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Camille Jayne Grabs Contested Board Seat

Camille Jayne Grabs Contested Board Seat


Camille Jayne, the former chief executive and director of Cypress-based remote control maker Universal Elec-tronics Inc., ap-pears to have prevailed in a proxy battle of her own.

Initial results show Jayne won a board seat at Phoenix software maker Syn-tellect Inc. after a hotly contested election fight. Final results are expected this week.

Jayne, who was put forth by a dissident shareholder group, beat out current Syntellect director William Conlin.

Officials at Syntellect, a provider of software and services for automated phone systems, declined to comment before the election results are certified.

Jayne’s January nomination sparked a fight between Syntellect’s management and a large shareholder group. The scrap wasn’t as high-profile as Costa Mesa-based ICN Pharmaceuticals Inc.’s showdown with disgruntled investors, but it has had its share of acrimony.

“I’ve never been in anything like this before,” Jayne said.

Geoff Nixon, a partner at New York investment firm Mission Partners LP, backed Jayne. Nixon heads a group of investors that owns 10.2% of Syntellect.

Nixon said he backed Jayne after growing skeptical of Syntellect’s board after it let management buy back stock in 2000 using cash reserves.

As of March 31, Syntellect counted $3 million in cash and equivalents, down from $6 million a year earlier.

Last year, Syntellect counted sales of $36.6 million, which were off 23% from a year earlier.

The company never has been a highflier on Wall Street, though this year its shares are off by about 50% to about a buck last week. Syntellect counted a market value of about $13 million at recent check.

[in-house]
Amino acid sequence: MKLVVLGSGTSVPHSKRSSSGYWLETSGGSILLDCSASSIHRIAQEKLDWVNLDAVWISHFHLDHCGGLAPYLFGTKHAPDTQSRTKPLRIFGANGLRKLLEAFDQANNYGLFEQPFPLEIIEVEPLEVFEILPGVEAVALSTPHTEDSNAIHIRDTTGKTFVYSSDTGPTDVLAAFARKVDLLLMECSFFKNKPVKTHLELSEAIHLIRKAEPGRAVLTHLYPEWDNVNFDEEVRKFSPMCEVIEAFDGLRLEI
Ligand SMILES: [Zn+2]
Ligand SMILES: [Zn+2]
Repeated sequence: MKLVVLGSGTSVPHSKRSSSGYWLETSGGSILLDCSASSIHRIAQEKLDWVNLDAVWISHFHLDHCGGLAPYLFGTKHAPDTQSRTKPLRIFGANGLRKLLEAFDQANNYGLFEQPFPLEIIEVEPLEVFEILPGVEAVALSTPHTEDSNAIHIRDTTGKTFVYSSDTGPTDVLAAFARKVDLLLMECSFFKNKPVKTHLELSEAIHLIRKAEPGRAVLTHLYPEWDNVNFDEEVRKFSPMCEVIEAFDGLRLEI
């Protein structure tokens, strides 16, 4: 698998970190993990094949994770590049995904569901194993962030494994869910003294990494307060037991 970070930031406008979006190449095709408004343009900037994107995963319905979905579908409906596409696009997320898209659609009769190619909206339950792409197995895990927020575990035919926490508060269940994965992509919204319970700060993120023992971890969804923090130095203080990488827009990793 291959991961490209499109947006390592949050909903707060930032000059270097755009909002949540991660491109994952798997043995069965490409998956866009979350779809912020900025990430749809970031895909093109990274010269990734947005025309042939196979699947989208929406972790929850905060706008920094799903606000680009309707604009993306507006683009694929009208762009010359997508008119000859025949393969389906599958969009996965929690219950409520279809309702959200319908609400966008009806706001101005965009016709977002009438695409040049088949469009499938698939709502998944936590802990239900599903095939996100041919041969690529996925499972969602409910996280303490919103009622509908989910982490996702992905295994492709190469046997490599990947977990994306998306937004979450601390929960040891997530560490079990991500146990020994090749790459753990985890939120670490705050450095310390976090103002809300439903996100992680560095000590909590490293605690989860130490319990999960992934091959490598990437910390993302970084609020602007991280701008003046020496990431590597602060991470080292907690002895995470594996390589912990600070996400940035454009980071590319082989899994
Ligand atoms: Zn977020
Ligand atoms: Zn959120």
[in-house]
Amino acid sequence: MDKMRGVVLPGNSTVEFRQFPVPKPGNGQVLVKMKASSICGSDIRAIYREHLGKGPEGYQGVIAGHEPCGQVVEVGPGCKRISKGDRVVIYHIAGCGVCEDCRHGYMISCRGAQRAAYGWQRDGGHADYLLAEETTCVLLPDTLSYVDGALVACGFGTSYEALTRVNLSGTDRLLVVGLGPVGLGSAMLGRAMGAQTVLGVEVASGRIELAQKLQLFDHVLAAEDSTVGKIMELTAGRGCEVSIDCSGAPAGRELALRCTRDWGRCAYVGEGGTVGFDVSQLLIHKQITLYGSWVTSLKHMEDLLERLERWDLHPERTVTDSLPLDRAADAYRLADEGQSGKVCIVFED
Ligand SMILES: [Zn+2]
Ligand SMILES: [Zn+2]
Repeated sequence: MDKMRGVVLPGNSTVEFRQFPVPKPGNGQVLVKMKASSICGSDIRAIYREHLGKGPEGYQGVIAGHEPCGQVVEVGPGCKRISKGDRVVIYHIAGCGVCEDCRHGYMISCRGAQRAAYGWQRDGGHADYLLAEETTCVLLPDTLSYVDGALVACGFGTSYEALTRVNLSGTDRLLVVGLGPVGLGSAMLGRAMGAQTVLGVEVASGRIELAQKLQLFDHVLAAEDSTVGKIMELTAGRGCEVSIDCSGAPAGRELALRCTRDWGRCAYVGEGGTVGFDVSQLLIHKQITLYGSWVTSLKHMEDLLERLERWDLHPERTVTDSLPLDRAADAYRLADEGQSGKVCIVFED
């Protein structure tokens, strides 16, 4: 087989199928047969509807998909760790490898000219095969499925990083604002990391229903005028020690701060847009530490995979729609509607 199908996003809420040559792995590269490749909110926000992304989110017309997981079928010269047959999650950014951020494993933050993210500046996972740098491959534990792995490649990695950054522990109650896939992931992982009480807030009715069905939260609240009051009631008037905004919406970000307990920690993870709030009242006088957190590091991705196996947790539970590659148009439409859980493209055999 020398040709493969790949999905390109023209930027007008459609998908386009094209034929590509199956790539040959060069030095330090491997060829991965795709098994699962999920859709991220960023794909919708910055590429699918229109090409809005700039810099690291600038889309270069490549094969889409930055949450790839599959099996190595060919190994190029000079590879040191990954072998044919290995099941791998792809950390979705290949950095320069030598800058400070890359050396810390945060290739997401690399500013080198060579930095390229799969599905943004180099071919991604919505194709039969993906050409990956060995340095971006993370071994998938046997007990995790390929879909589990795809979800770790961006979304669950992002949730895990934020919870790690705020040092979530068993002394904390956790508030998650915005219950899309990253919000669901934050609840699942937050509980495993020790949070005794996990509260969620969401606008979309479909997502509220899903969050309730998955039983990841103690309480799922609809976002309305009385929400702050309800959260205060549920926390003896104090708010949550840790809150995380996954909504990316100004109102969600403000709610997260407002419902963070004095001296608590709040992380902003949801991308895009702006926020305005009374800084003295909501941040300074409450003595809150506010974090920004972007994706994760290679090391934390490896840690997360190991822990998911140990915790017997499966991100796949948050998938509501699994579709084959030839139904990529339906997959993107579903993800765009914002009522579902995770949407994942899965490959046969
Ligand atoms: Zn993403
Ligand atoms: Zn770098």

In a filing with the Securities and Exchange Commission, Nixon said he was prompted to act after Syntellect posted several unprofitable quarters.

“This is the first time we have ever taken an activist position with respect to one of our investments, but in this case we felt we had no choice,” he wrote. “Something has to be done about what we believe to be a lack of independent thinking.”

Nixon also is an investor in Universal Electronics and knew of Jayne’s work. She served as Universal Electronics’ chief executive in the late 1990s and was chairman until July 2001 and a director until two months ago.

Today, she runs The Jayne Group, an upscale Irvine interior design and project management firm for businesses and wealthy clients.

Jayne, Nixon argued in the filing, had a track record from her tenure at Universal Electronics and would bring an “outspoken and decisive” voice to the Syntellect board.

Management considered Jayne twice before for a board post and passed. Nixon called that a slight.

“They never asked to meet with her, no one from Syntellect’s board or management even spoke to her by phone,” Nixon said in an e-mail. “No references or more detailed information about Ms. Jayne’s background and considerable accomplishments were ever requested.”

Syntellect’s management shot back that Jayne no longer was a director of Universal Electronics and lacked experience managing a business similar to Syntellect’s.

“Ms. Jayne presently operates a consulting business in interior design and building services, a field with no apparent relevance to the company’s business,” Syntellect’s Chief Executives Anthony Carollo said in a company proxy filing.

Institutional Shareholder Services, an independent proxy adviser, endorsed Syntellect’s sitting board members.

Nixon was undaunted, replying that Syntellect executives hadn’t told investors that Jayne had just left Universal’s board a month before they checked on her status at the company.

“You should have recently received a letter from Syntellect that seems designed to mislead you,” Nixon said.

It gets better: “Having no basis to respond to Ms. Jayne’s candidacy in a substantive manner or address any of the corporate governance or management accountability issues raised in our proxy materials, Syntellect is attempting to discredit the qualifications of Camille Jayne by inferring that she merely operates an interior decorating firm,” Nixon said.

Nixon was able to win over New York-based Wynnefield Capital Inc., which owns about 5.3% of Syntellect. The investor said in April it planned to vote for Jayne.

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